Burning rags arsonist faces life sentence

police incident on cliff street
police incident on cliff street

A man is facing a possible life sentence after torching a guest house and two holiday cottages in Whitby while the occupants were inside.

Barry Carter, 45, pushed lit rags through the letterboxes of at least one of the properties, causing the people inside to flee for their lives and thousands of pounds’ worth of damage.

He initially denied the 
offences, but later pleaded guilty to three counts of arson with intent to endanger life and appeared for sentence at York Crown Court on Friday.

Prosecutor Louise Reevell said the fires happened at two holiday lets in Cliff Street and a guest house in Pier Lane in the early hours of April 26, over Goth weekend last year.

At one of the Cliff Street properties were five band members touring Whitby. A flaming piece of rag with a ‘Superman’ insignia had been pushed through the letterbox. It later transpired Carter had torn the cloth from his Superman pyjamas and doused it with fuel.

The musicians tried to beat away flames with a wet towel 
before firefighters arrived.

Three-quarters of an hour later, Carter – who had taken 20 diazepam tablets and later claimed to have no recollection of the incidents – targeted a second cottage in Cliff Street.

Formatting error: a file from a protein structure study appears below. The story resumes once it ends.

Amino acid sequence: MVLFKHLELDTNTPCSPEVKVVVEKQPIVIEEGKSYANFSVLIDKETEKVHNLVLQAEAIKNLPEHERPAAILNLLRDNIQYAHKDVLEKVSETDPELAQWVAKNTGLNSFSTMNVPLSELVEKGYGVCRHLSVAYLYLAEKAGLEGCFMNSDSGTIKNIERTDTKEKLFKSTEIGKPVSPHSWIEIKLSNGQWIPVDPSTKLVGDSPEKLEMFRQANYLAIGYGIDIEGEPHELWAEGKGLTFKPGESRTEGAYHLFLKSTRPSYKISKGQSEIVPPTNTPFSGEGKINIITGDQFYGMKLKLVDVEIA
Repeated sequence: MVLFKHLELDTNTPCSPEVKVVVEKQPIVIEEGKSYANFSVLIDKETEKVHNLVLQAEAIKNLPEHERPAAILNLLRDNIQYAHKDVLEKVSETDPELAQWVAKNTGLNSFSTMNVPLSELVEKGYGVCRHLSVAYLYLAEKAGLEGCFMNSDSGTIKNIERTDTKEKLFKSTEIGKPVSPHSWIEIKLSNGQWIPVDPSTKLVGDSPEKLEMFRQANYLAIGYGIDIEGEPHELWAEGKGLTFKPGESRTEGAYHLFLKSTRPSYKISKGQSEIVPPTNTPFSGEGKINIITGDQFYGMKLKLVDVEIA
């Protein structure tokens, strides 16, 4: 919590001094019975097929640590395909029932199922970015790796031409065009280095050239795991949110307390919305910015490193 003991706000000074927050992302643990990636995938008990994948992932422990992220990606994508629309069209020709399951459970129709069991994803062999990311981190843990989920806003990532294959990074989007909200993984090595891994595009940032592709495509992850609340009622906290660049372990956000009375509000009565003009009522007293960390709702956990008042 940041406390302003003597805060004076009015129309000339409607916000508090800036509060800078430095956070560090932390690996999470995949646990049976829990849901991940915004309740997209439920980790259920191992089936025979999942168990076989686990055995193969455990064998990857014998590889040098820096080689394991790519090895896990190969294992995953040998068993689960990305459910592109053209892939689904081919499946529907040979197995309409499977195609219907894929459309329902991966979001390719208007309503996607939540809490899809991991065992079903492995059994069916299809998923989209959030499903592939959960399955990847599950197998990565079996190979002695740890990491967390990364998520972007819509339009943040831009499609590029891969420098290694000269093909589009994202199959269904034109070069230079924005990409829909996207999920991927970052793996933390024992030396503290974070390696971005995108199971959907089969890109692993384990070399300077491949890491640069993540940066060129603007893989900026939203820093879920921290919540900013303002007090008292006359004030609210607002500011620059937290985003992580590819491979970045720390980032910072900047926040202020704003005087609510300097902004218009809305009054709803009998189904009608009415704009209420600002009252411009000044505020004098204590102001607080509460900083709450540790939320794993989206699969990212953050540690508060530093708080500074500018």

Owners Robert and Pamela Holmes, 75, found their ground floor clogged with smoke after being woken by a barking dog and were taken to hospital with serious trauma.

Carter had set fire to a wheelie bin which he propped against the back door. The blaze caused over £3,000 of damage.

Mr and Mrs Holmes were forced to vacate the property for 18 weeks and had to install a new kitchen, door, windows and electrics. The fire also 
destroyed the couple’s wedding and family photo albums.

Mr Holmes said: “I thought me and my wife were going to die. There was oily smoke everywhere. We’ve lost photos of our kids and grandkids, and photos of me when I was in the navy.”

A female guest at a Pier Lane terraced house was so badly traumatised she suffered sleepless nights, flashbacks and panic attacks. After his arrest, Carter, of nearby Haggersgate, made a chilling remark about a female police officer in the case against whom he had a particular grudge.

“He said that when he was released (from custody) he would rent a flat in Scarborough near the police station so he could watch for that officer and her partner, and look out for her car to find out where they lived,” said Ms Reevell.

Judge Rodney Jameson QC said it was impossible to sentence Carter on the day because of the seriousness of the offences and the fact that he would have to consider a life sentence.

He said he would sentence Carter at Leeds Crown Court within the next few weeks.